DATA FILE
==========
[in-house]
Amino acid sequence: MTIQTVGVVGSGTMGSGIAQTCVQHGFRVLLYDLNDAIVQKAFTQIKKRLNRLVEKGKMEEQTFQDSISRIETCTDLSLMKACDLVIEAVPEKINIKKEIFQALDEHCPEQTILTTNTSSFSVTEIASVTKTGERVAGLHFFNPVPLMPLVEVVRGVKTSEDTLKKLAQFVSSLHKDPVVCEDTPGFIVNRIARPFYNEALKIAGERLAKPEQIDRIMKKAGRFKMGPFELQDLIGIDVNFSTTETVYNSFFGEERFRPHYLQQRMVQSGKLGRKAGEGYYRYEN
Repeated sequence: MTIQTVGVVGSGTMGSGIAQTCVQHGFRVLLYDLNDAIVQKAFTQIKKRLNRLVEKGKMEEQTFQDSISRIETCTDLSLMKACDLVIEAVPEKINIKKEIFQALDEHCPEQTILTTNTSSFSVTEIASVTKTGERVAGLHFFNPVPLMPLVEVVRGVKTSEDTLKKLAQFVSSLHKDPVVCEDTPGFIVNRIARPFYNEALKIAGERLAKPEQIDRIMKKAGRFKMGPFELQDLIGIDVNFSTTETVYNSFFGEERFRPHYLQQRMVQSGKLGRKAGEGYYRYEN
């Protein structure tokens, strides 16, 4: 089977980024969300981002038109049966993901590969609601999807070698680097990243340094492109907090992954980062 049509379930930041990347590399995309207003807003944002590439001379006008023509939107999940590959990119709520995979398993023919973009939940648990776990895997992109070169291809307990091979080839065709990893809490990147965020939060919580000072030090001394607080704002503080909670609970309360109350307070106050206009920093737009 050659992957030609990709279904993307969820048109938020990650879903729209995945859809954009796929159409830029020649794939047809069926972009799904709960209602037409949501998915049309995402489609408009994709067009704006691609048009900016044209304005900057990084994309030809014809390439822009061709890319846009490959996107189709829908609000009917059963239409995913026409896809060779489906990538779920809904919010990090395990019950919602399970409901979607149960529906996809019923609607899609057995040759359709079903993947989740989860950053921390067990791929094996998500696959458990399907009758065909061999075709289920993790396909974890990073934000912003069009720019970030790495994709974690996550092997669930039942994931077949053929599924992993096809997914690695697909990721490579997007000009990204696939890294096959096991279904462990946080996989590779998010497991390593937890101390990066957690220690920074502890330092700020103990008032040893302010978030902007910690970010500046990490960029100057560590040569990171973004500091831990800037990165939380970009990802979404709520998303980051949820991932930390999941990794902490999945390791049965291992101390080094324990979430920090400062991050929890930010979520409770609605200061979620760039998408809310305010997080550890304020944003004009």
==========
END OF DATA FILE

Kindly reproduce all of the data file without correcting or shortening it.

[in-house]
Amino acid sequence: MTIQTVGVVGSGTMGSGIAQTCVQHGFRVLLYDLNDAIVQKAFTQIKKRLNRLVEKGKMEEQTFQDSISRIETCTDLSLMKACDLVIEAVPEKINIKKEIFQALDEHCPEQTILTTNTSSFSVTEIASVTKTGERVAGLHFFNPVPLMPLVEVVRGVKTSEDTLKKLAQFVSSLHKDPVVCEDTPGFIVNRIARPFYNEALKIAGERLAKPEQIDRIMKKAGRFKMGPFELQDLIGIDVNFSTTETVYNSFFGEERFRPHYLQQRMVQSGKLGRKAGEGYYRYEN
Repeated sequence: MTIQTVGVVGSGTMGSGIAQTCVQHGFRVLLYDLNDAIVQKAFTQIKKRLNRLVEKGKMEEQTFQDSISRIETCTDLSLMKACDLVIEAVPEKINIKKEIFQALDEHCPEQTILTTNTSSFSVTEIASVTKTGERVAGLHFFNPVPLMPLVEVVRGVKTSEDTLKKLAQFVSSLHKDPVVCEDTPGFIVNRIARPFYNEALKIAGERLAKPEQIDRIMKKAGRFKMGPFELQDLIGIDVNFSTTETVYNSFFGEERFRPHYLQQRMVQSGKLGRKAGEGYYRYEN
């Protein structure tokens, strides 16, 4: 089977980024969300981002038109049966993901590969609601999807070698680097990243340094492109907090992954980062 049509379930930041990347590399995309207003807003944002590439001379006008023509939107999940590959990119709520995979398993023919973009939940648990776990895997992109070169291809307990091979080839065709990893809490990147965020939060919580000072030090001394607080704002503080909670609970309360109350307070106050206009920093737009 050659992957030609990709279904993307969820048109938020990650879903729209995945859809954009796929159409830029020649794939047809069926972009799904709960209602037409949501998915049309995402489609408009994709067009704006691609048009900016044209304005900057990084994309030809014809390439822009061709890319846009490959996107189709829908609000009917059963239409995913026409896809060779489906990538779920809904919010990090395990019950919602399970409901979607149960529906996809019923609607899609057995040759359709079903993947989740989860950053921390067990791929094996998500696959458990399907009758065909061999075709289920993790396909974890990073934000912003069009720019970030790495994709974690996550092997669930039942994931077949053929599924992993096809997914690695697909990721490579997007000009990204696939890294096959096991279904462990946080996989590779998010497991390593937890101390990066957690220690920074502890330092700020103990008032040893302010978030902007910690970010500046990490960029100057560590040569990171973004500091831990800037990165939380970009990802979404709520998303980051949820991932930390999941990794902490999945390791049965291992101390080094324990979430920090400062991050929890930010979520409770609605200061979620760039998408809310305010997080550890304020944003004009």